The PhD-Community Initiative (PhD-CI) started in 2016 as a pilot program through the Expanding Horizons workshop series. The PhD-CI brings doctoral students from different areas of study together to form an interdisciplinary team to assist a local community organization in addressing an issue or challenge that is important to them. With much success, the School of Graduate Studies decided to expand the initiative to include more community partners and mentors and offer opportunities for more doctoral students to be involved.
When I first heard of the PhD-CI program, I thought it would be an excellent opportunity to work with a community group, as I felt disconnected from the community. During my Master’s, I felt like I had a community outside of the university; however, since moving to Kingston, I felt a disconnect. Being a part of the program allowed me to work within my community, build a relationship with a community group and meet dedicated individuals from departments within the university I would have never met otherwise, and grateful I had. Additionally, each group is paired with a mentor, who is there to guide the groups along the way, ask questions, and receive feedback. The mentors are a valuable piece to this interdisciplinary puzzle.
This year, six groups were working within the PhD-CI:
- ABLE2, an organization that supports people with disabilities and their families, is located out of Ottawa. This year’s group assisted ABLE2 in their volunteer program, focusing on recruitment and retention.
- Little Forest Kingston is a local grassroots group that focuses on the reforestation of urban spaces. The group made a fantastic toolkit that can be used by youth to assess the climate resilience of their neighbourhoods.
- Forest School is a program at an elementary school within the Limestone District School Board that takes students outside, into the forest around the school and lessons are taught based on the nature around them. The group was particularly interested in examining the behavioural impacts the extended time outdoors in a natural setting has on children.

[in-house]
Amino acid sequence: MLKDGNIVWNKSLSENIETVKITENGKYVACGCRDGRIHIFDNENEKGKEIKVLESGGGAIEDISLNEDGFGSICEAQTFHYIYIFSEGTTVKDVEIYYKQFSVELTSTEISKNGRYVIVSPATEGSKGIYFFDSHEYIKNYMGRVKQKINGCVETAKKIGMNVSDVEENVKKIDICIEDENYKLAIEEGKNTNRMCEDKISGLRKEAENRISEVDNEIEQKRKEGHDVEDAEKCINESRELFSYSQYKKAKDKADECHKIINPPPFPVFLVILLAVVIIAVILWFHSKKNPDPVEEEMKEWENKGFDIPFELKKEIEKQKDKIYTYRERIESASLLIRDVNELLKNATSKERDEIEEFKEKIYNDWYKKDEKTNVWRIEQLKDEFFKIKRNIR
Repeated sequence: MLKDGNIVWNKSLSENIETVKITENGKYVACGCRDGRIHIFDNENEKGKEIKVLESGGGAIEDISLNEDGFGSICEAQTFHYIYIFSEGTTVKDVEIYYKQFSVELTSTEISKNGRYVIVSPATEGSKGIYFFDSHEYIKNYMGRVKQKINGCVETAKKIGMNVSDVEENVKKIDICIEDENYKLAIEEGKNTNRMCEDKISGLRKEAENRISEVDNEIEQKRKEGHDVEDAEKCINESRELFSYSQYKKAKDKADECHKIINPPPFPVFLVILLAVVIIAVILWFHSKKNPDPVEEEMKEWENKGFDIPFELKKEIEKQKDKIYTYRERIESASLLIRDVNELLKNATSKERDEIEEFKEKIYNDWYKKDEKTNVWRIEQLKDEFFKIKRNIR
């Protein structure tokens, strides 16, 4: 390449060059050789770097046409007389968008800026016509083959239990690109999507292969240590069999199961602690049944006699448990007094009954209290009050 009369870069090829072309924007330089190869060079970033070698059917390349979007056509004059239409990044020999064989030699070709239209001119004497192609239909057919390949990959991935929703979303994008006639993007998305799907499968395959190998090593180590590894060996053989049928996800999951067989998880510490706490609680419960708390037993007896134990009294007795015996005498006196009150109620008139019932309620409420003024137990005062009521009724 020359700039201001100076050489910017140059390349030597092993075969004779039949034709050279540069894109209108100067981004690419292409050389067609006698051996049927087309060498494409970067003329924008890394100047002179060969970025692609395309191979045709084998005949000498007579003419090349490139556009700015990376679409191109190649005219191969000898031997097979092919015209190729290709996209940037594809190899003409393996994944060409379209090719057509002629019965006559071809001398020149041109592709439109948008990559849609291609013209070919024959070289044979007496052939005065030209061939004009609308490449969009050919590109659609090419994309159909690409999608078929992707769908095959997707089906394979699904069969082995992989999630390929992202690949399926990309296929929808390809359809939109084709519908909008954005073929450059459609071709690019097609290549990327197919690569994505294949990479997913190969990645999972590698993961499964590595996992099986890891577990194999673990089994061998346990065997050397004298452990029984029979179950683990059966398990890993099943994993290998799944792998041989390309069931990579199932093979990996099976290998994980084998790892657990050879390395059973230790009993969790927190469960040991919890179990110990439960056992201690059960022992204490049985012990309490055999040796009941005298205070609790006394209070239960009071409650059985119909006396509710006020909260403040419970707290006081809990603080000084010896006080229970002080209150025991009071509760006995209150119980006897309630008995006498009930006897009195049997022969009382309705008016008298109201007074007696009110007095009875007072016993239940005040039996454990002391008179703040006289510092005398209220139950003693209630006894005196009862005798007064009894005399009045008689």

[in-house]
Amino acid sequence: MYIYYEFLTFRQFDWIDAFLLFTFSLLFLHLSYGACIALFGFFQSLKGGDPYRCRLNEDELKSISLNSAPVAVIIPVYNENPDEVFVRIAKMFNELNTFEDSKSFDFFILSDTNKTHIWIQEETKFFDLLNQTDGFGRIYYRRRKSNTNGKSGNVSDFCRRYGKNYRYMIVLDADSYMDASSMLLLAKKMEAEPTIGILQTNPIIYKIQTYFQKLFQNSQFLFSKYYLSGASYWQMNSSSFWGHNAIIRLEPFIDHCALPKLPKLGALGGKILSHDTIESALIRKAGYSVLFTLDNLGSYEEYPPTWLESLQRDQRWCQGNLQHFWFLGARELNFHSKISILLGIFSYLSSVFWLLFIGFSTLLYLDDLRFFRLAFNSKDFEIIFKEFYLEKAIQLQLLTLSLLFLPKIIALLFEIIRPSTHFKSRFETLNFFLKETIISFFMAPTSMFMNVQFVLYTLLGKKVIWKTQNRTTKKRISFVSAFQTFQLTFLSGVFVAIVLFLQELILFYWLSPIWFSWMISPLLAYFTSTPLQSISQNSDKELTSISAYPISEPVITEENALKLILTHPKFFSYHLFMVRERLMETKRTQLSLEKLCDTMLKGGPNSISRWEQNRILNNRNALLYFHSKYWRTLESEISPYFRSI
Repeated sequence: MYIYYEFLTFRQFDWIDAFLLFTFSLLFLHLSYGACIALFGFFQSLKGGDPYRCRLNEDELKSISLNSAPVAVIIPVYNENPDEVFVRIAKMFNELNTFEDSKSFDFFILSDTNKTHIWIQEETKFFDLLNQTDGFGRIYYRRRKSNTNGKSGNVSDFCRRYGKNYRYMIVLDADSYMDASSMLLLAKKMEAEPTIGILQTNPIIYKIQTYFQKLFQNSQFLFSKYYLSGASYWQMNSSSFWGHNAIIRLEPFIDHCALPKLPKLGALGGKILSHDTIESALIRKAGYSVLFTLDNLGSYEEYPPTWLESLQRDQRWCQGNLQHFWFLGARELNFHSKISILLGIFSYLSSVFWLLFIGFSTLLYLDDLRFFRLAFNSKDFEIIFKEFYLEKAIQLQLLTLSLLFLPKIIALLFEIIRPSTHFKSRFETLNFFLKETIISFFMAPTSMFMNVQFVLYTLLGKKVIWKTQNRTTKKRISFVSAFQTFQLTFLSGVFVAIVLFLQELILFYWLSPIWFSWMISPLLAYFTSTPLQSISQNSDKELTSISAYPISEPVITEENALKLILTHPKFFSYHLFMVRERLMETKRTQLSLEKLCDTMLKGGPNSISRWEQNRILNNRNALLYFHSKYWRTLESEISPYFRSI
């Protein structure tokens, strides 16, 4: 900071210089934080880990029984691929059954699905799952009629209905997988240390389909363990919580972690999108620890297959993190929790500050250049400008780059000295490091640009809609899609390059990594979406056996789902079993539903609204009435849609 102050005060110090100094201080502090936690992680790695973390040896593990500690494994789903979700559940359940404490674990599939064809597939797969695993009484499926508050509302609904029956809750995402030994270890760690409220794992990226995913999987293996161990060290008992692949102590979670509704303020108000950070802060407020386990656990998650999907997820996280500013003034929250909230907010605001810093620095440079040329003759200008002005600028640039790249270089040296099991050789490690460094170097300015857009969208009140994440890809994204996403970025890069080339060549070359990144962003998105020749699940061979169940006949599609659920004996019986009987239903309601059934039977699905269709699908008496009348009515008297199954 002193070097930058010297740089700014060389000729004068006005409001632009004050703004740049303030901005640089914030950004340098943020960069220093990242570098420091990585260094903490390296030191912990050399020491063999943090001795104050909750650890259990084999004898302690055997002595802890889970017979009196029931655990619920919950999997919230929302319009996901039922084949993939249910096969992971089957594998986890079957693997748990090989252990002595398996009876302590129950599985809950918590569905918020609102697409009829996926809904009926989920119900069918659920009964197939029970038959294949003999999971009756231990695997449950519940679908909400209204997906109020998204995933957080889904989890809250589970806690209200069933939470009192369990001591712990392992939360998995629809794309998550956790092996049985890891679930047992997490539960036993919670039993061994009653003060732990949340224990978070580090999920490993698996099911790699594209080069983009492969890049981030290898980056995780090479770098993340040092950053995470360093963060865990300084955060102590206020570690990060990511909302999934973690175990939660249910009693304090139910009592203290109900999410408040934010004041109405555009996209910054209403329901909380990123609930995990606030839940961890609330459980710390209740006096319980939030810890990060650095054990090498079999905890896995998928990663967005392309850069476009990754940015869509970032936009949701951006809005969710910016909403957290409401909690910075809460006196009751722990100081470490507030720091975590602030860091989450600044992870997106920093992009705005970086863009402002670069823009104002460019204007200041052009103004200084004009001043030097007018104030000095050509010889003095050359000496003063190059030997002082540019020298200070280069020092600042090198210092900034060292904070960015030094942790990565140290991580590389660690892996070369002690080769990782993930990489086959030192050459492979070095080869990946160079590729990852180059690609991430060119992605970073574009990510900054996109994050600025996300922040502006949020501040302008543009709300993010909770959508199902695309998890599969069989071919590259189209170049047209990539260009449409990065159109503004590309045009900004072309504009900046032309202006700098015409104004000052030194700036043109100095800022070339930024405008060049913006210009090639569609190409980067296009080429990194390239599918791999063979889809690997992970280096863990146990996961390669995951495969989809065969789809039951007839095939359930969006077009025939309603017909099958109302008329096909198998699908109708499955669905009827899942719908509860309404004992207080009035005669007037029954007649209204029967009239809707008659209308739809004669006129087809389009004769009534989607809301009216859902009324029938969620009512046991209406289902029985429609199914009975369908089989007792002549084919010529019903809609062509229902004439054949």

- City of Kingston: Social Enterprise Sustainability and Growth helped build a ‘social enterprise incubator’ for new groups looking to create impact in the Kingston community.
- Community Partner Onboarding and Toolkit for PhD-CI Program pivoted late into the program after an unforeseeable situation occurred. This group collected data from all the key stakeholders involved in the PhD-CI program to help make the program even better for future years.
- Royal Kingston Curling Club is the group I had the opportunity to work with. Alongside my group members, Maame Addai, Mohammad Akbari, Desiree Bender, Liayana Jondy, and our mentor, Connie Taylor (pictured below). We consider our project Phase 1 of a broader strategy; a revitalization strategy with an emphasis on achieving sustainable growth and a year-round multi-purpose facility focusing on youth and family programming.
If you’re looking to gain new experiences, meet new people and connect with a community group/organization, then the PhD-CI program is for you! Similarly, if you want to broaden your research skills, and gain different tools for your academic toolbox, join the PhD-CI Program. For instance, some of my team members are quantitative researchers and have never conducted interviews for focus groups before. This project allowed them to conduct qualitative research, something they might never have had the opportunity to do. Although it is a significant time commitment and additional work on top of our already busy schedules, I truly enjoyed being a part of this program. Getting out of my department and speaking with and learning from individuals from various departments was an opportunity I am grateful for. I encourage all graduate students to participate if you’re able! Keep your eyes peeled for the application to join the program near the end of August.
By: Madison Danford